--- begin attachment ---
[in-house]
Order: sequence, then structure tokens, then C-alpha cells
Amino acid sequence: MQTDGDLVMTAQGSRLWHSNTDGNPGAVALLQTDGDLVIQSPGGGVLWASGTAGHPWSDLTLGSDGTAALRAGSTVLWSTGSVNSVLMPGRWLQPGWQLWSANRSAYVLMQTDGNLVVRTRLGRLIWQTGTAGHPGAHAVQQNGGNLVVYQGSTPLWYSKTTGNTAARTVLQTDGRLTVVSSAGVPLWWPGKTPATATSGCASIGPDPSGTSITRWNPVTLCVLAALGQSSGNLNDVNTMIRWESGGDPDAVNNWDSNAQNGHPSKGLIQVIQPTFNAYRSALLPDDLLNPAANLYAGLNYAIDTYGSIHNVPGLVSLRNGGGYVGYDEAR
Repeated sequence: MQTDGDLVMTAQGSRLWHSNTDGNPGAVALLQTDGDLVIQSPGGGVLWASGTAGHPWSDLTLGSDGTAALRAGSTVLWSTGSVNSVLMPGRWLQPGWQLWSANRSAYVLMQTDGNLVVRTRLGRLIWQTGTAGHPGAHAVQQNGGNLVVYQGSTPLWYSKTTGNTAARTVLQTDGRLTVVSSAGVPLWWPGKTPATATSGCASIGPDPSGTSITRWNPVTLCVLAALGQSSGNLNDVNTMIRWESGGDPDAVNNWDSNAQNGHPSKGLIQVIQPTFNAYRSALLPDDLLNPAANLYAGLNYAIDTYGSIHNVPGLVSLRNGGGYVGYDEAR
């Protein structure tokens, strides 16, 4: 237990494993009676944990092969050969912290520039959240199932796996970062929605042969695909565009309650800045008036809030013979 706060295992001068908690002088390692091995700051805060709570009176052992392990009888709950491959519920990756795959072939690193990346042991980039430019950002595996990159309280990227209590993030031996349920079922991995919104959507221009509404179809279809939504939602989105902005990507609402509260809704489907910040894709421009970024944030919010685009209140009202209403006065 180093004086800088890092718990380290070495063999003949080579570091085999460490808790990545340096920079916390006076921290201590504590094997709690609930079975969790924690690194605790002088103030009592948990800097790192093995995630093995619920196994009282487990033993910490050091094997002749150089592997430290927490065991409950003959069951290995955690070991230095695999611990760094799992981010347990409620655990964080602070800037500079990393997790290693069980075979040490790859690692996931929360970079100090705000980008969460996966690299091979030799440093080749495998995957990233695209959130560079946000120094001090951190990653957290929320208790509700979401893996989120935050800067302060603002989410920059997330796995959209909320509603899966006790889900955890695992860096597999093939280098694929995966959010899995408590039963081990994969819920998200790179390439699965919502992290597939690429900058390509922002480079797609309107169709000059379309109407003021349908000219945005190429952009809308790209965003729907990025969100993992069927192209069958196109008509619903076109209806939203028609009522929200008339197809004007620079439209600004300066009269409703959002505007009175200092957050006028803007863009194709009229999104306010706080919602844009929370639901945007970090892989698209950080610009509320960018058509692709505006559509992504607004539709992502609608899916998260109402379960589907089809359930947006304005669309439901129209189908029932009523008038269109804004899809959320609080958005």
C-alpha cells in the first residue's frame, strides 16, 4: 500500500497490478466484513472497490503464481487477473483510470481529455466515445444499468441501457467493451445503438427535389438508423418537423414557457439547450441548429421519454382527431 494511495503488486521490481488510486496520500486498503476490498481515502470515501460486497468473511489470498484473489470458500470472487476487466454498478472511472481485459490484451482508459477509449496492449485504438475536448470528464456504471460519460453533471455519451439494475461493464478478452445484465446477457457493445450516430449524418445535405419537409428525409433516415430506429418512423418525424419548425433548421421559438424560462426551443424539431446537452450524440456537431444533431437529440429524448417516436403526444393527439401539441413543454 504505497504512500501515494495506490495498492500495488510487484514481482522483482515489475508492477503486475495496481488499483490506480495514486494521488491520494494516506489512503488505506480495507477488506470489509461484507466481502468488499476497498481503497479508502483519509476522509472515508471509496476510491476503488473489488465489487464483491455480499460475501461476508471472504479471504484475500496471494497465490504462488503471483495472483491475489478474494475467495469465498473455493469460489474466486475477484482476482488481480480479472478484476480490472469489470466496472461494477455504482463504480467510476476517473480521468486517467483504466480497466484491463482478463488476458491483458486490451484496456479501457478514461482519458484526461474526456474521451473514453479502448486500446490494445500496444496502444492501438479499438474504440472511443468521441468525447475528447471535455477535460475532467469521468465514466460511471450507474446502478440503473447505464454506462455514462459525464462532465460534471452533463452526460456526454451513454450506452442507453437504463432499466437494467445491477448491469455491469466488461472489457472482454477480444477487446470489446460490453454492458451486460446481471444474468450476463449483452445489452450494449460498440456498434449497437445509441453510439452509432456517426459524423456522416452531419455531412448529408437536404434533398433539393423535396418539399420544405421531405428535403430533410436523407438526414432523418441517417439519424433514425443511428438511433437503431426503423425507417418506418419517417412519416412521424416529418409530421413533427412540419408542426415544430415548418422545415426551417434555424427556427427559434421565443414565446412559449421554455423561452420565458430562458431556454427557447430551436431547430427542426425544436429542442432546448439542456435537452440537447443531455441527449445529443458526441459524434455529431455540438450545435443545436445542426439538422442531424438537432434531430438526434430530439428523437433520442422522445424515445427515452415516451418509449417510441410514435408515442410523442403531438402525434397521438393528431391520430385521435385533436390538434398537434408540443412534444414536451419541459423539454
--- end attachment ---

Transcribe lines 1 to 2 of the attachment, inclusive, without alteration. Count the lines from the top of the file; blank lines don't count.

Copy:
[in-house]
Order: sequence, then structure tokens, then C-alpha cells